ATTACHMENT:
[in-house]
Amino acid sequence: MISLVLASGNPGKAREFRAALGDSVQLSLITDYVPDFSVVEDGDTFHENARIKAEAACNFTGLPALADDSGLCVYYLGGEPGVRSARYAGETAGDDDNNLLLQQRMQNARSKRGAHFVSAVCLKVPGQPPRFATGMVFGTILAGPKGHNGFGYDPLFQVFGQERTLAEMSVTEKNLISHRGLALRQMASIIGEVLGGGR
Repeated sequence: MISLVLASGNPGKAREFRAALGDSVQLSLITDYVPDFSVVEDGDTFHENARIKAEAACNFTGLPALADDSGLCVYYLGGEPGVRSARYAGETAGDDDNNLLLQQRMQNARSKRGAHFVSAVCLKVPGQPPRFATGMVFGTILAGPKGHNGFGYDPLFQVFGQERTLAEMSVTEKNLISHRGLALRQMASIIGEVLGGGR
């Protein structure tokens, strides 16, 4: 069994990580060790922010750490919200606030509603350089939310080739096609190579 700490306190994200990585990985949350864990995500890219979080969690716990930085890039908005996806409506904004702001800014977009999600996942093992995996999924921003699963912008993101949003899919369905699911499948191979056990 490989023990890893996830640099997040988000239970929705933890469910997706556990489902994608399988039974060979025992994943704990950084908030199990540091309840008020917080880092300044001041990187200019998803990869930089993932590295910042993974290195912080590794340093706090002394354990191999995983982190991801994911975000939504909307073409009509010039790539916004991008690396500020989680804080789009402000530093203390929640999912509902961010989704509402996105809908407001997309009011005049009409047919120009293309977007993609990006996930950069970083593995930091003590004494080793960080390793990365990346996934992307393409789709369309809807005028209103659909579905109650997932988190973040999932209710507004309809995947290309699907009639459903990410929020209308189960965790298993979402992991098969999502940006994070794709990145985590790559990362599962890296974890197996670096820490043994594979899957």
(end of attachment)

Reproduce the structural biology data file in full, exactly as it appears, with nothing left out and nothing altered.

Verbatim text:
[in-house]
Amino acid sequence: MISLVLASGNPGKAREFRAALGDSVQLSLITDYVPDFSVVEDGDTFHENARIKAEAACNFTGLPALADDSGLCVYYLGGEPGVRSARYAGETAGDDDNNLLLQQRMQNARSKRGAHFVSAVCLKVPGQPPRFATGMVFGTILAGPKGHNGFGYDPLFQVFGQERTLAEMSVTEKNLISHRGLALRQMASIIGEVLGGGR
Repeated sequence: MISLVLASGNPGKAREFRAALGDSVQLSLITDYVPDFSVVEDGDTFHENARIKAEAACNFTGLPALADDSGLCVYYLGGEPGVRSARYAGETAGDDDNNLLLQQRMQNARSKRGAHFVSAVCLKVPGQPPRFATGMVFGTILAGPKGHNGFGYDPLFQVFGQERTLAEMSVTEKNLISHRGLALRQMASIIGEVLGGGR
């Protein structure tokens, strides 16, 4: 069994990580060790922010750490919200606030509603350089939310080739096609190579 700490306190994200990585990985949350864990995500890219979080969690716990930085890039908005996806409506904004702001800014977009999600996942093992995996999924921003699963912008993101949003899919369905699911499948191979056990 490989023990890893996830640099997040988000239970929705933890469910997706556990489902994608399988039974060979025992994943704990950084908030199990540091309840008020917080880092300044001041990187200019998803990869930089993932590295910042993974290195912080590794340093706090002394354990191999995983982190991801994911975000939504909307073409009509010039790539916004991008690396500020989680804080789009402000530093203390929640999912509902961010989704509402996105809908407001997309009011005049009409047919120009293309977007993609990006996930950069970083593995930091003590004494080793960080390793990365990346996934992307393409789709369309809807005028209103659909579905109650997932988190973040999932209710507004309809995947290309699907009639459903990410929020209308189960965790298993979402992991098969999502940006994070794709990145985590790559990362599962890296974890197996670096820490043994594979899957």